GM Connected Vehicle Technology
One of the new safety features Gm is working on for its cars is the connected vehicle concept.
vehicle-to-vehicle (V2V) and vehicle-to-infrastructure (V2I) communications technology development are now entering an advanced phase by providing eight specially equipped vehicles for a year of real-world testing. The University of Michigan Transportation Research Institute will conduct the program, which is designed to determine the effectiveness of V2V and V2I safety technologies at reducing crashes.
The V2V-equipped Buick and Cadillac cars will be part of a larger fleet of passenger cars, commercial trucks and transit vehicles participating in the program. The hope is to reduce the incidents by leaving the task to the cars themselves and not the drivers.
GM press release:
In late 2013, the National Highway Transportation Safety Administration (NHTSA) will use data collected by these vehicles to measure overall system benefits. Analysis of the data could result in a wide-scale deployment V2V technology before the end of the decade.
“Safety is our No. 1 priority, and this research could save lives and prevent injuries across America,” U.S. Transportation Secretary Ray LaHood said in a transportation department press release about the project. “With more than 30,000 people a year killed on our nation’s roads, we need to keep looking for new ways to improve safety and reduce fatalities.”
V2V communication allows vehicles to send and receive from each other basic information such as location, speed and direction of travel. V2I communication shares information about traffic signal phase, road attributes and surface conditions. Each technology has the potential to mitigate traffic collisions and congestion. Together, they can be integrated with active safety features, such as forward collision warning and side blind zone alert, already available on many production cars.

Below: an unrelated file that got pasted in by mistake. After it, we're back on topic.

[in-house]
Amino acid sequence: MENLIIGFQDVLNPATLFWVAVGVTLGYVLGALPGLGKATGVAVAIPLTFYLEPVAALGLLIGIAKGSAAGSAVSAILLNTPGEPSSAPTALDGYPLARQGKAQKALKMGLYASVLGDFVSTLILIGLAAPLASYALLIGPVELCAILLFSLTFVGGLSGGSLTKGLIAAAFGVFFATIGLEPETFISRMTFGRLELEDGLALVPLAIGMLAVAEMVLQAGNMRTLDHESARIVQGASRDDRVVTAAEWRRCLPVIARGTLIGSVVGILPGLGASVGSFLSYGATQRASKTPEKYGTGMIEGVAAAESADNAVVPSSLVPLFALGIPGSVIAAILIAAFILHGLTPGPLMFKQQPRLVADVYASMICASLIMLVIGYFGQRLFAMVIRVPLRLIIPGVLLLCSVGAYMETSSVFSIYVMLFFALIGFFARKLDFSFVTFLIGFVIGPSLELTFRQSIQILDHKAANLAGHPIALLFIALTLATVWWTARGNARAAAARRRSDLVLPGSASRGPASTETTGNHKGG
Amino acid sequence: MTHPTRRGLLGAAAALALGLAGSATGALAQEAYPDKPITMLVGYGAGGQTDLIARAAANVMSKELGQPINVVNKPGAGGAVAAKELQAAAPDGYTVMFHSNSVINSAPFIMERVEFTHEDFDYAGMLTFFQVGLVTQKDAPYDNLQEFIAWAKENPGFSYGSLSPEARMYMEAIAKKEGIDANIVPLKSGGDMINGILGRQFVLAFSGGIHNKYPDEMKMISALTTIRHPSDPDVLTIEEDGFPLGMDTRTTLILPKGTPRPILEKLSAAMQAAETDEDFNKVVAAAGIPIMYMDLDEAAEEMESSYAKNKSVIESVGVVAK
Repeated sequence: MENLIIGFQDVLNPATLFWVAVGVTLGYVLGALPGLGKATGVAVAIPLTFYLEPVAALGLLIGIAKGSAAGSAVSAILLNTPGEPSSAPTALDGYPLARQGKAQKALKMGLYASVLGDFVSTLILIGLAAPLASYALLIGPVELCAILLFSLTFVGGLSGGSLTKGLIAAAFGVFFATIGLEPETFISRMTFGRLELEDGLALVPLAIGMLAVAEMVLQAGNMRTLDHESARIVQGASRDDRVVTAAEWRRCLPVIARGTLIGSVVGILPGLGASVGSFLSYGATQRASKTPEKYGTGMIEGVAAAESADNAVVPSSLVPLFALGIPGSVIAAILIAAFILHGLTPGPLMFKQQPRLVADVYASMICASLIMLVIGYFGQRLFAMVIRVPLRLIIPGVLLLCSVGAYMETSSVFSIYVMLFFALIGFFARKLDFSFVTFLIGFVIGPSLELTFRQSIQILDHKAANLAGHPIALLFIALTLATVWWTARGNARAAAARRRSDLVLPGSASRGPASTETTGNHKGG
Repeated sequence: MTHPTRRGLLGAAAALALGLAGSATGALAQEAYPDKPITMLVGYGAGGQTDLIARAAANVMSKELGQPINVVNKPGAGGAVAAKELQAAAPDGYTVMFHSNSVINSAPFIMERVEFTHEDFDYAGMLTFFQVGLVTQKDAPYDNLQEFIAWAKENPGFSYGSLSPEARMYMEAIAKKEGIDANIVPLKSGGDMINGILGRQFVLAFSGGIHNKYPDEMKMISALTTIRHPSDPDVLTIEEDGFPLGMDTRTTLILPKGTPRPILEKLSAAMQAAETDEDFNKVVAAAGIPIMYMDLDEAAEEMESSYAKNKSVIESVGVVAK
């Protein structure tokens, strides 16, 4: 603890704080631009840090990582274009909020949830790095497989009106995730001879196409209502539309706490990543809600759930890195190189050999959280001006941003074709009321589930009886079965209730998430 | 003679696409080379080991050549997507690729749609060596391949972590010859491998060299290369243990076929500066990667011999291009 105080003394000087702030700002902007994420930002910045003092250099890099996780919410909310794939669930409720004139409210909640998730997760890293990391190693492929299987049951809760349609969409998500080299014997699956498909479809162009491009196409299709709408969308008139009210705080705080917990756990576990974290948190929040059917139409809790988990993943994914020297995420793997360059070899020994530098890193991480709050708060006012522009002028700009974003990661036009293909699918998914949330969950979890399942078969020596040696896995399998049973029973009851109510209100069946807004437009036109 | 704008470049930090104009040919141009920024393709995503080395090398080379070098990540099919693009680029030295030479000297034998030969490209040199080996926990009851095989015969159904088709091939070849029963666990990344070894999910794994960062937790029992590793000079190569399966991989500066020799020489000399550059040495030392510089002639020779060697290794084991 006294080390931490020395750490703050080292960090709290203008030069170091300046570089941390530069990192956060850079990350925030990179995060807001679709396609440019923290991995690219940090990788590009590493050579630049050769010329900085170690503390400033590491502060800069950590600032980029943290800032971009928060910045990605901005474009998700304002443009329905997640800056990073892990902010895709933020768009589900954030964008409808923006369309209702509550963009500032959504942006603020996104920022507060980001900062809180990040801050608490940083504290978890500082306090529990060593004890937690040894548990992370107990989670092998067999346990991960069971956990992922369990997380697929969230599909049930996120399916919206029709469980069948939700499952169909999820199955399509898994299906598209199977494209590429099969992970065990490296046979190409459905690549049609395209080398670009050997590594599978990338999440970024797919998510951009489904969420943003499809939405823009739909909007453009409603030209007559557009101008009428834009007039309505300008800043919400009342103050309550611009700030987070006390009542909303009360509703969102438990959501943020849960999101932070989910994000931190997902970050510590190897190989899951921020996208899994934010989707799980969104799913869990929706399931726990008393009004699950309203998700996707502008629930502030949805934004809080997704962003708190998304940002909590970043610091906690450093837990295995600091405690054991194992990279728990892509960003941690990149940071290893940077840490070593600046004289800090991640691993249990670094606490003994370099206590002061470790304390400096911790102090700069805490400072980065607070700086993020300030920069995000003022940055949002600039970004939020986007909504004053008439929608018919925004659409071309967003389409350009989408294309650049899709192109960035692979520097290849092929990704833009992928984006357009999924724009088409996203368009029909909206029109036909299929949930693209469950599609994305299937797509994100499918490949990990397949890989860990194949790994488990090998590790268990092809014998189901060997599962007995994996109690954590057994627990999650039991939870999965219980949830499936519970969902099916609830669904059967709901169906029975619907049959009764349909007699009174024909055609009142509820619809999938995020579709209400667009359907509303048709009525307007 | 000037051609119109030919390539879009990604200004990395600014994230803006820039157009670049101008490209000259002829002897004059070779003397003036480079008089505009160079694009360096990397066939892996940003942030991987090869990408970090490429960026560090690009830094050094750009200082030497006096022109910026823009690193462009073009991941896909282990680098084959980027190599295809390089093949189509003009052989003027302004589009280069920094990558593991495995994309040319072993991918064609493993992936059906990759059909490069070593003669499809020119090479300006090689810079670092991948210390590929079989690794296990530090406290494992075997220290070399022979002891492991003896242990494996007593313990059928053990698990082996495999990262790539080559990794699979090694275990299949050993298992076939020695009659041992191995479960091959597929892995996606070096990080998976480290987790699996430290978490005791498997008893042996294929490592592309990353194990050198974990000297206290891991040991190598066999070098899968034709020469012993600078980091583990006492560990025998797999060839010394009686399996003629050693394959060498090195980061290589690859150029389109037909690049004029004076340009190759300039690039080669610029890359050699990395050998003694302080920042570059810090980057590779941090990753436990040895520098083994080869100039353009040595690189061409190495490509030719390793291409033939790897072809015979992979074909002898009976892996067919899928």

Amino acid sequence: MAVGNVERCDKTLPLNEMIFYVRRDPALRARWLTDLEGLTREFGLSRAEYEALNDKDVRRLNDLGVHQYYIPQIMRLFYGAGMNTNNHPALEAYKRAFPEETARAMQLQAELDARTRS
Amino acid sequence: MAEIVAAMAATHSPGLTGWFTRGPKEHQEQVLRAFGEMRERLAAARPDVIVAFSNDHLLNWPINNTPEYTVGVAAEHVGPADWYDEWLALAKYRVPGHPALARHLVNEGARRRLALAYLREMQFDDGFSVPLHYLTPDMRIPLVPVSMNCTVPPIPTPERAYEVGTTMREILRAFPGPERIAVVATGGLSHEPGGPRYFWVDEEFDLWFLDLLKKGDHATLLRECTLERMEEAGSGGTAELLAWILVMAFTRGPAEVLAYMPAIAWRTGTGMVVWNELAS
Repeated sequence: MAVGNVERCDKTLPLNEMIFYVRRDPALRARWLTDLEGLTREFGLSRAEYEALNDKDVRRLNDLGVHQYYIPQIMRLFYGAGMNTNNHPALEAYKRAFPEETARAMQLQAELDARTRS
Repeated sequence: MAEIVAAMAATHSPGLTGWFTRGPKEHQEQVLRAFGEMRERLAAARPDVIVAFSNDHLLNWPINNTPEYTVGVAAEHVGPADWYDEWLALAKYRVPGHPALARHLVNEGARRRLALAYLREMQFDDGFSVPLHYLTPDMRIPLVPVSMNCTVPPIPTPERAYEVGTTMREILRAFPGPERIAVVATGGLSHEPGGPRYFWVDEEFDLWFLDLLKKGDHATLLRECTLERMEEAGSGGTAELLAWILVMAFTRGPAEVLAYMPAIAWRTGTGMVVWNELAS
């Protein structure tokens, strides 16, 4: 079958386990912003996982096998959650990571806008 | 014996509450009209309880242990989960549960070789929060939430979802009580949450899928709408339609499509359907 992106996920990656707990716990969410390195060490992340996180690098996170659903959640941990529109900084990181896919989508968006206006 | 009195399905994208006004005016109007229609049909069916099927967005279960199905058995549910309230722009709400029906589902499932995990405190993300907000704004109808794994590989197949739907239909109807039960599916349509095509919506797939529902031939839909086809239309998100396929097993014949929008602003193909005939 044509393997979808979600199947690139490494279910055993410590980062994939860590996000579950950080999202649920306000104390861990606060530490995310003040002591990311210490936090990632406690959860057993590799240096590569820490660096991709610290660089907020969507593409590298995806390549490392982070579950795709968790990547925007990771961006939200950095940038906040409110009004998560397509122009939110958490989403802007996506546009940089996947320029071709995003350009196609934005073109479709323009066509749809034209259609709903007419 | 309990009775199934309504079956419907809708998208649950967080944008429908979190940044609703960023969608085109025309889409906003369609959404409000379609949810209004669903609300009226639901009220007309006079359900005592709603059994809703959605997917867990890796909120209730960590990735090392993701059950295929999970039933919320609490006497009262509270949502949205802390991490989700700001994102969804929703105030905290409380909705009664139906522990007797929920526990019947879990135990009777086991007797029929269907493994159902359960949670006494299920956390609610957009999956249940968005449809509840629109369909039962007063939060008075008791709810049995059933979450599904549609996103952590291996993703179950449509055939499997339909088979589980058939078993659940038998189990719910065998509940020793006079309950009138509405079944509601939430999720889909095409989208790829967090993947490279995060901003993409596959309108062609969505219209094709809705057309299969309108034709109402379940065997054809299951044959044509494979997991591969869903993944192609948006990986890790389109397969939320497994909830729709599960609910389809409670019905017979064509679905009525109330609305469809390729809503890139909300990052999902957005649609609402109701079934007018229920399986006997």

“Participating in this program will help GM and our research partners gain a more accurate, detailed understanding of V2V and V2I’s potential safety benefits,” said Nady Boules, GM Global R&D director of the Electrical and Control Systems Research Lab. “It is essential that common standards and security framework be established for V2V and V2I technologies so that vehicles from different automakers can communicate and interoperate with each other in a consistent manner.”
The V2V-equipped Buicks and Cadillacs will be joined by vehicles from its partners in the Vehicle Safety Communications 3 Consortium, which is part of the Crash Avoidance Metrics Partnership. A large fleet that uses comparable aftermarket safety devices or simpler Vehicle Awareness Devices also will be involved.
The V2V vehicles GM is providing use production-viable integrated systems capable of sending and receiving information from other vehicles, and warning drivers when potential for a collision is detected.
For the V2I portion of the program, 73 lane-miles of Ann Arbor roadway have been instrumented with 29 roadside-equipment installations. The transportation department selected the college town for the program due to its traffic mix, variety of roadway types and characteristics, seasonal weather and proximity to vehicle manufacturers and suppliers.
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